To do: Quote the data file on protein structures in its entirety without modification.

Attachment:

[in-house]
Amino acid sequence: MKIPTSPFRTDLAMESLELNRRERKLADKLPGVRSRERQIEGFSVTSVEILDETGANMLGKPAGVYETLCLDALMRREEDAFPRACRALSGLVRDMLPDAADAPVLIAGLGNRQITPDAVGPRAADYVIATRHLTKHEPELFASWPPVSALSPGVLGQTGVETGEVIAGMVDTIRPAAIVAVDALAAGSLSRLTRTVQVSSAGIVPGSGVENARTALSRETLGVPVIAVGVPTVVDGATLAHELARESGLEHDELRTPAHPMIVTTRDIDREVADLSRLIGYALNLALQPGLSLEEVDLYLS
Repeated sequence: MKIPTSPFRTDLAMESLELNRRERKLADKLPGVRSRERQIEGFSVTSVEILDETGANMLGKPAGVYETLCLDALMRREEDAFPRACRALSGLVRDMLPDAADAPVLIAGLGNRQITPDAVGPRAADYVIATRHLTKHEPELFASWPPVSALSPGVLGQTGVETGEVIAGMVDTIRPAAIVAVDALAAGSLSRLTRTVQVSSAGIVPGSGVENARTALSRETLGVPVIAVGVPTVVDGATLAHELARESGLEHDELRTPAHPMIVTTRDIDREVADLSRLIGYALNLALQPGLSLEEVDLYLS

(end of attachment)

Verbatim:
[in-house]
Amino acid sequence: MKIPTSPFRTDLAMESLELNRRERKLADKLPGVRSRERQIEGFSVTSVEILDETGANMLGKPAGVYETLCLDALMRREEDAFPRACRALSGLVRDMLPDAADAPVLIAGLGNRQITPDAVGPRAADYVIATRHLTKHEPELFASWPPVSALSPGVLGQTGVETGEVIAGMVDTIRPAAIVAVDALAAGSLSRLTRTVQVSSAGIVPGSGVENARTALSRETLGVPVIAVGVPTVVDGATLAHELARESGLEHDELRTPAHPMIVTTRDIDREVADLSRLIGYALNLALQPGLSLEEVDLYLS
Repeated sequence: MKIPTSPFRTDLAMESLELNRRERKLADKLPGVRSRERQIEGFSVTSVEILDETGANMLGKPAGVYETLCLDALMRREEDAFPRACRALSGLVRDMLPDAADAPVLIAGLGNRQITPDAVGPRAADYVIATRHLTKHEPELFASWPPVSALSPGVLGQTGVETGEVIAGMVDTIRPAAIVAVDALAAGSLSRLTRTVQVSSAGIVPGSGVENARTALSRETLGVPVIAVGVPTVVDGATLAHELARESGLEHDELRTPAHPMIVTTRDIDREVADLSRLIGYALNLALQPGLSLEEVDLYLS